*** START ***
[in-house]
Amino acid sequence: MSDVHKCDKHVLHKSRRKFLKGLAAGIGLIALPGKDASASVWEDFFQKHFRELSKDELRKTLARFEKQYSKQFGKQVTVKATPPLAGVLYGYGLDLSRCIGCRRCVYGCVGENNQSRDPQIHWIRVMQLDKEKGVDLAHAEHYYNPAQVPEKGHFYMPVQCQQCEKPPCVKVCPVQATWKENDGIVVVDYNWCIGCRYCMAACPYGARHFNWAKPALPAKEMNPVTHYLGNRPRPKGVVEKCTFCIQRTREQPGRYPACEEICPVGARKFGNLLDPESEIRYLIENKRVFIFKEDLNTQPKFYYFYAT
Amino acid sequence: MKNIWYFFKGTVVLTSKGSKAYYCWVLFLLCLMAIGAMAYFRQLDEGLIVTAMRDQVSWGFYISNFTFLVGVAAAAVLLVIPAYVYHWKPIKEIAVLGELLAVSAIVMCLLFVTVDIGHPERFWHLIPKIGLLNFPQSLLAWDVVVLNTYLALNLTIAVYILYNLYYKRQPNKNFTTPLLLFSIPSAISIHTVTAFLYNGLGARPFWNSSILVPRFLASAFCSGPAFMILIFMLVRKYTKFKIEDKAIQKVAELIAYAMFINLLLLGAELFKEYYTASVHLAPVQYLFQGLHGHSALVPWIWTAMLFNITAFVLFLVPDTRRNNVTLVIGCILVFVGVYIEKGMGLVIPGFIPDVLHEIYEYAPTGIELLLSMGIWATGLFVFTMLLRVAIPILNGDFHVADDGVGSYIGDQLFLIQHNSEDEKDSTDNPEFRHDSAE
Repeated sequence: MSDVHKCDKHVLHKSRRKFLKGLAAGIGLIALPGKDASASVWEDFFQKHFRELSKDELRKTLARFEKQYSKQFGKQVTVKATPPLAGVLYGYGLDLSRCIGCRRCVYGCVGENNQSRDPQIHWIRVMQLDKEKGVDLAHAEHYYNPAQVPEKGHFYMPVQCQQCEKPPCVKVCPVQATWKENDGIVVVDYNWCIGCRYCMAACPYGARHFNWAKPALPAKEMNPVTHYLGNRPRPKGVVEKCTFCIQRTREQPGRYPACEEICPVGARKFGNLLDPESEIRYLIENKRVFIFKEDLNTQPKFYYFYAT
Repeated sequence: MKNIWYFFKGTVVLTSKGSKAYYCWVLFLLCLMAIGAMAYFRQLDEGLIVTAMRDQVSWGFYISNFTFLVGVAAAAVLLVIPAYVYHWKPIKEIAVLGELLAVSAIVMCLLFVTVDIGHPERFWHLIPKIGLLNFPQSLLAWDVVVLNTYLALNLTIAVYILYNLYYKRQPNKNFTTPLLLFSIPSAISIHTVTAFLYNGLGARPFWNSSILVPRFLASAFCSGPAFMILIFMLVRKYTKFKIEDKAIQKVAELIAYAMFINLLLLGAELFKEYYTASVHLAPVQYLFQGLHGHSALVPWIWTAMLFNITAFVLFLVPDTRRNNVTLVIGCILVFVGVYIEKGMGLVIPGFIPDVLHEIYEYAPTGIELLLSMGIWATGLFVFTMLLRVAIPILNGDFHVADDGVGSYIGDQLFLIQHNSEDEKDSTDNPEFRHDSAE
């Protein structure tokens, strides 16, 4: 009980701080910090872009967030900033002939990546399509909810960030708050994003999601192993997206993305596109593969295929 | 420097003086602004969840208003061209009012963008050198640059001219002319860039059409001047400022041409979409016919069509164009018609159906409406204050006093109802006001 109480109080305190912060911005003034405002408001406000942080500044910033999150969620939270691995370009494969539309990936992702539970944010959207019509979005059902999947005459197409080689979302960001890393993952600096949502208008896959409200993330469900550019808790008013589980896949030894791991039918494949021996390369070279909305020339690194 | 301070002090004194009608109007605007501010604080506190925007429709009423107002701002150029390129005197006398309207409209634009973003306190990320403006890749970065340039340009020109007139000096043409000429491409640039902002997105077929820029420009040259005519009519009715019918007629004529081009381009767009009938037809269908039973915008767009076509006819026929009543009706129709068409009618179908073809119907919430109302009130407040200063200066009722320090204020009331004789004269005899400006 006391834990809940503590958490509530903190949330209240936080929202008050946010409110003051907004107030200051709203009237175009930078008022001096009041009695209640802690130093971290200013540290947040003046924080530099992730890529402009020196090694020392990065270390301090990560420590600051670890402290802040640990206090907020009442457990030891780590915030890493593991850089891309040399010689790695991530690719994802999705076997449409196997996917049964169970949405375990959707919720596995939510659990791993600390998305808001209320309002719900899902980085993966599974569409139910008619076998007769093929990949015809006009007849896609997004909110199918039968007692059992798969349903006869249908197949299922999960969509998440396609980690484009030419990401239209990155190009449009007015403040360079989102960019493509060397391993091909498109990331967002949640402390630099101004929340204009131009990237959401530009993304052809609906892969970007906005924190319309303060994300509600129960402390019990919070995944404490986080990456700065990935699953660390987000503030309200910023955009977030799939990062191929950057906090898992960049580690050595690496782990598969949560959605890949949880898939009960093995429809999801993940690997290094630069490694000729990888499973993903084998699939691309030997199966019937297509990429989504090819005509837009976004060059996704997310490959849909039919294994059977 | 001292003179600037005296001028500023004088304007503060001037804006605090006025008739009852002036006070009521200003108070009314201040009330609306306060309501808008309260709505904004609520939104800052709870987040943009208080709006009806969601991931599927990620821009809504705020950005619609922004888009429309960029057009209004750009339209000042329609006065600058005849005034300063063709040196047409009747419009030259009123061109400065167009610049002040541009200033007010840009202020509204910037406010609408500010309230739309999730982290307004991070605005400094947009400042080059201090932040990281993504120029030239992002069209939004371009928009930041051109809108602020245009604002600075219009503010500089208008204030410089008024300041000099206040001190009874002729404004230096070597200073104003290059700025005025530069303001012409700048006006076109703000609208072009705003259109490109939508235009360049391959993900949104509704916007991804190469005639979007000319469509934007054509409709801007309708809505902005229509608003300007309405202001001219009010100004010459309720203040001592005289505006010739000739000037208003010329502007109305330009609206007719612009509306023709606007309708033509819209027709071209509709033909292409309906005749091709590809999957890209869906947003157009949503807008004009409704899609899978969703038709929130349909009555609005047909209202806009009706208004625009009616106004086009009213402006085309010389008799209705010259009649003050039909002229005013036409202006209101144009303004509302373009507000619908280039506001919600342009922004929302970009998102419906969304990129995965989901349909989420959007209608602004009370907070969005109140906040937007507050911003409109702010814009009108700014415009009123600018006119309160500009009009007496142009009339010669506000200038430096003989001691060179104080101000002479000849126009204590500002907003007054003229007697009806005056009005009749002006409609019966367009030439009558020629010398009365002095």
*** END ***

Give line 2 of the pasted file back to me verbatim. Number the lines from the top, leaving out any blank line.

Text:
Amino acid sequence: MSDVHKCDKHVLHKSRRKFLKGLAAGIGLIALPGKDASASVWEDFFQKHFRELSKDELRKTLARFEKQYSKQFGKQVTVKATPPLAGVLYGYGLDLSRCIGCRRCVYGCVGENNQSRDPQIHWIRVMQLDKEKGVDLAHAEHYYNPAQVPEKGHFYMPVQCQQCEKPPCVKVCPVQATWKENDGIVVVDYNWCIGCRYCMAACPYGARHFNWAKPALPAKEMNPVTHYLGNRPRPKGVVEKCTFCIQRTREQPGRYPACEEICPVGARKFGNLLDPESEIRYLIENKRVFIFKEDLNTQPKFYYFYAT